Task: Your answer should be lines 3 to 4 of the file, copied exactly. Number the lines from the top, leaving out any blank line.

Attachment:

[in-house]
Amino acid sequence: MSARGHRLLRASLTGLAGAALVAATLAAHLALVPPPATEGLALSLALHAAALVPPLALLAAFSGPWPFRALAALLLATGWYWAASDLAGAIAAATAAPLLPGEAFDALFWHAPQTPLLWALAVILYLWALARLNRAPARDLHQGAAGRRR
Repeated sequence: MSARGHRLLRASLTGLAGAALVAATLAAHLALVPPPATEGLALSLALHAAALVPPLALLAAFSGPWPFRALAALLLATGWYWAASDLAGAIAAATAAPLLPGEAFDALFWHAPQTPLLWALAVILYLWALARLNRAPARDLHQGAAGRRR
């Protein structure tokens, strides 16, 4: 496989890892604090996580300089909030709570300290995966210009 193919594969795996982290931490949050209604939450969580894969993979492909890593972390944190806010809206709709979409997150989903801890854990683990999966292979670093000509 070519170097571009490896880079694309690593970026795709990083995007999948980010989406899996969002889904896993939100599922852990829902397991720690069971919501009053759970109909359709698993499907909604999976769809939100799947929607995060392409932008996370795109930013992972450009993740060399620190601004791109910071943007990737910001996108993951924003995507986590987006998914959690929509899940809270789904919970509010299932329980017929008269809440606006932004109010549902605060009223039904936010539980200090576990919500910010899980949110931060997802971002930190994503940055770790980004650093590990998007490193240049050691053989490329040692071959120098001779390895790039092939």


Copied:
Repeated sequence: MSARGHRLLRASLTGLAGAALVAATLAAHLALVPPPATEGLALSLALHAAALVPPLALLAAFSGPWPFRALAALLLATGWYWAASDLAGAIAAATAAPLLPGEAFDALFWHAPQTPLLWALAVILYLWALARLNRAPARDLHQGAAGRRR
């Protein structure tokens, strides 16, 4: 496989890892604090996580300089909030709570300290995966210009 193919594969795996982290931490949050209604939450969580894969993979492909890593972390944190806010809206709709979409997150989903801890854990683990999966292979670093000509 070519170097571009490896880079694309690593970026795709990083995007999948980010989406899996969002889904896993939100599922852990829902397991720690069971919501009053759970109909359709698993499907909604999976769809939100799947929607995060392409932008996370795109930013992972450009993740060399620190601004791109910071943007990737910001996108993951924003995507986590987006998914959690929509899940809270789904919970509010299932329980017929008269809440606006932004109010549902605060009223039904936010539980200090576990919500910010899980949110931060997802971002930190994503940055770790980004650093590990998007490193240049050691053989490329040692071959120098001779390895790039092939």